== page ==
Ken Jowitt (UC-Berkeley): Setting History’s Course: Nations, identities, and influence. A review of Hollow Hegemony: Rethinking Global Politics, Power and Resistance by David Chandler. States are not so much declining, failing and yielding as transforming their very nature. An interview with David Kinley, author of Civilising Globalisation. The imaginary pirate of globalization: The terrorist, the hacker and the financier are the new pirates, taking advantage of the spatial revolution brought about by globalization. A review of Spaces of Security and Insecurity: Geographies of the War on Terror. Michael Vlahos on American power and the fall of modernity: Nation-state, identity and governance. From The American Interest, pillars of the Next American Century: James Kurth trace the foundations of American global strength, from past to future. America's Limits: The financial meltdown put America in a different mental place — President Obama’s challenge lies in how to manage reduced expectations. America's Image: U.S. standing in the world matters, Americans care about it, and a weakened stature continues to hamper U.S. policy. Twilight of Pax Americana: With American military and economic dominance waning, capitalism and global security are threatened. A review of After America: Narratives for the Next Global Age by Paul Starobin. While you are minding your own business, the US is constantly making war around the globe. A review of War, Revenue, and State Building: Financing the Development of the American State by Sheldon Pollack. Conservatives are all for shrinking government spending, except when it comes to the Pentagon; why more skepticism about military funding is a matter of national security. Secretary of Defense Robert Gates wants to overhaul the Pentagon.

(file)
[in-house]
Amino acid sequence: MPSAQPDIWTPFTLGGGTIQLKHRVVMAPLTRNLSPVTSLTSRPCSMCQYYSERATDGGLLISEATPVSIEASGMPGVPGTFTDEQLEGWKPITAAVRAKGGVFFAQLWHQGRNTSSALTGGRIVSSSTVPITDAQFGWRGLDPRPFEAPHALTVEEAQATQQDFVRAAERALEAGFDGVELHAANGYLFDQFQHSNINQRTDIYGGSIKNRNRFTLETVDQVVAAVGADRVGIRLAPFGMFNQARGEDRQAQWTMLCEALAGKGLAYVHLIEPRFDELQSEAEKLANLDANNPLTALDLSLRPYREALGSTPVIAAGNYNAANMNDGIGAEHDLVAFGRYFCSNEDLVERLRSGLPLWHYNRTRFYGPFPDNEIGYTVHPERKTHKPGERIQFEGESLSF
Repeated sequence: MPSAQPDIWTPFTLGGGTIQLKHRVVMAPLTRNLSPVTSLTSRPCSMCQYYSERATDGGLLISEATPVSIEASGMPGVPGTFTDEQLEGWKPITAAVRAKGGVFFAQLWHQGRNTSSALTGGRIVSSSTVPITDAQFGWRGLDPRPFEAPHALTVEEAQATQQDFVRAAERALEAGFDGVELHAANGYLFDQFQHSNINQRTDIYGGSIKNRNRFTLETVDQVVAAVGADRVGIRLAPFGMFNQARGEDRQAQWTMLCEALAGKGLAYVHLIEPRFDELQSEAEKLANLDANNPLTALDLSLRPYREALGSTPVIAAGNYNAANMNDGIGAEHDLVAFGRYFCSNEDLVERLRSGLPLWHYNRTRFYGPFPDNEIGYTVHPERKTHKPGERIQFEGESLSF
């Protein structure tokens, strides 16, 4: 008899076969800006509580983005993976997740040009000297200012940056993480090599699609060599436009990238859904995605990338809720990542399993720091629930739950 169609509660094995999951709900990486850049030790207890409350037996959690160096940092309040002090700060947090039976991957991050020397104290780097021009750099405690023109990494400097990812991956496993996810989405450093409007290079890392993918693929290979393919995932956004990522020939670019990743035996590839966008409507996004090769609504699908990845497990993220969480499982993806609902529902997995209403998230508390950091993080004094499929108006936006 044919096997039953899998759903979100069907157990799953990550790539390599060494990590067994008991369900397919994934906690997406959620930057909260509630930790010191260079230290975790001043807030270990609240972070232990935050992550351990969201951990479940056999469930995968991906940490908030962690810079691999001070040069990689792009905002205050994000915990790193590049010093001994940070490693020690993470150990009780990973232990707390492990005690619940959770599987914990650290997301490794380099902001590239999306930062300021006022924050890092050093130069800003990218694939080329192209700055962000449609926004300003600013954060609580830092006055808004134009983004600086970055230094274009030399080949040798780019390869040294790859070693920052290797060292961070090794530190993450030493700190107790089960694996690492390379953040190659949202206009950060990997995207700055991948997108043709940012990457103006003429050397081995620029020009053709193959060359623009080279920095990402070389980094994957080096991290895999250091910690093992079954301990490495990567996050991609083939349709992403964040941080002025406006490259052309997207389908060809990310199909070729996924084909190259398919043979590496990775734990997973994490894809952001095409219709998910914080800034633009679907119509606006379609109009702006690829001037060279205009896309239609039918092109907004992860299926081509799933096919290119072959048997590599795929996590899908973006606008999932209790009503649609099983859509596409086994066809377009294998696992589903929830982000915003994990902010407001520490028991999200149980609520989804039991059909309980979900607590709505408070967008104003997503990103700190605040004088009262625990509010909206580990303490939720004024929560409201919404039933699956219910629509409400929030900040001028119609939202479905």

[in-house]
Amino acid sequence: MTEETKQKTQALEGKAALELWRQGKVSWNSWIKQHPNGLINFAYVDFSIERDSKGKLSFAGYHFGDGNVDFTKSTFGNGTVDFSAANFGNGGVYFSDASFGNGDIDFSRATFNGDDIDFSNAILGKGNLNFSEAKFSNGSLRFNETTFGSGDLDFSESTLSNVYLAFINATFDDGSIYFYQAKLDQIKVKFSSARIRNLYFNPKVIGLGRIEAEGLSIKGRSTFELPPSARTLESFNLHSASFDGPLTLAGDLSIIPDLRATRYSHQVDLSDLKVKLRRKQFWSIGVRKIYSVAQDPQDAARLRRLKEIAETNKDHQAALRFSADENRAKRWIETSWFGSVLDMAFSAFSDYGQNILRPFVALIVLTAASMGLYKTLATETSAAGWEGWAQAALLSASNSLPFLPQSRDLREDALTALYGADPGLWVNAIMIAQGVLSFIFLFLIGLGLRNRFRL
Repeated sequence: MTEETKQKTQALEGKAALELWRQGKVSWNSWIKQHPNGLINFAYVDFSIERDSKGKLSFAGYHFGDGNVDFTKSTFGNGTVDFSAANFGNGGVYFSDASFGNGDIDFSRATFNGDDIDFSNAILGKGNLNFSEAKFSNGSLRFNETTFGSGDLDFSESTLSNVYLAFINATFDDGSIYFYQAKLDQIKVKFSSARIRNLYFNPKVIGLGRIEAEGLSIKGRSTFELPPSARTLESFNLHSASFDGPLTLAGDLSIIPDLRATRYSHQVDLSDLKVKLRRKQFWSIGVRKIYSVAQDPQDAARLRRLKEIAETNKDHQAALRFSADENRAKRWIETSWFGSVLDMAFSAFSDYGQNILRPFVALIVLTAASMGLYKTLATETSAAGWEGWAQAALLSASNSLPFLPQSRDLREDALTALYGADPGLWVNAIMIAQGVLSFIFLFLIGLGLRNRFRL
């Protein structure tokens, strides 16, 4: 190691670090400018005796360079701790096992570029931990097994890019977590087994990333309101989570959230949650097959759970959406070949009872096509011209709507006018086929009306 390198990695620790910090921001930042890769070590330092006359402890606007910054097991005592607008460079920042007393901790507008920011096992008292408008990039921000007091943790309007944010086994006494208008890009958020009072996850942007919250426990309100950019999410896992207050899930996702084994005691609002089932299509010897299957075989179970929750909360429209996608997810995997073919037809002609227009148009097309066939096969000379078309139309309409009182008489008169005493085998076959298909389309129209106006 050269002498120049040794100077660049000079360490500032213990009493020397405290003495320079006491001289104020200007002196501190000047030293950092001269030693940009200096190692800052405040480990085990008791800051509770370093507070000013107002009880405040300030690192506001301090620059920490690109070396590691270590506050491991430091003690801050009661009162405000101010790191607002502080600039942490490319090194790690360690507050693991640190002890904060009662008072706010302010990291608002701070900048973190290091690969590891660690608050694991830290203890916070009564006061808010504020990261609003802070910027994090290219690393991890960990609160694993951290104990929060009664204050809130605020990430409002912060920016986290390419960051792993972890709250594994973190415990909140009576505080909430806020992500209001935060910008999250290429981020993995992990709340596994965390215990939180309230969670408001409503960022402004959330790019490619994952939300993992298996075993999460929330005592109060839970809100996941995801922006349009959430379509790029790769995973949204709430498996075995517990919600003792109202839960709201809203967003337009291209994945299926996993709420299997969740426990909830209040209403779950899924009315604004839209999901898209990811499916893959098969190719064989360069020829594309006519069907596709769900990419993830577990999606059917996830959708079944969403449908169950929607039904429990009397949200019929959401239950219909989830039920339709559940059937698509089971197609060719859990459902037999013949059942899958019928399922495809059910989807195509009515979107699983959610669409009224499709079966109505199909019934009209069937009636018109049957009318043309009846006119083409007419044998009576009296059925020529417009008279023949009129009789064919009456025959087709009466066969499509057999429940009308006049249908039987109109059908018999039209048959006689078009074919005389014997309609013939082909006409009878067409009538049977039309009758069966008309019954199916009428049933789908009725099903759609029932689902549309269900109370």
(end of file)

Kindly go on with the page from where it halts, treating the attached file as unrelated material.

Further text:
Why Copenhagen doesn't matter: Rather than pinning our hopes on global solutions, anyone concerned about mitigating climate change should be hoping that the few big emitters decide to act now, regardless of what other countries decide to do. The Center for American Progress on myth vs. reality on international climate change negotiations. Planetary boundaries: Scientists propose guardrails for how far mankind can push the planet tomorrow, while others examine how far collapsed civilizations pushed it yesterday. Should we seek to save industrial civilisation? George Monbiot debates Paul Kingsnorth. A look at why green Catholics are not communists. From TNR, a review essay on the usefulness of cranks: Is environmentalism a natural ally of liberalism?; Earth to Obama: You can't negotiate with the planet; and what would Jesus drive? Republicans may think denying climate change is wrong, but at least it’s politically useful. To support the launch of the 10:10 climate change campaign to reduce carbon emissions, The Guardian asked artists, authors and poets to respond to the crisis. Call it eco-angst, the moment a new bit of unpleasant ecological information about some product or other plunges us into a moment (or more) of despair. A review of Eric Roston’s The Carbon Age: How Life’s Core Element Has Become Civilization’s Greatest Threat. A review of Green Metropolis: What the City Can Teach the Country About True Sustainability by David Owen (and more).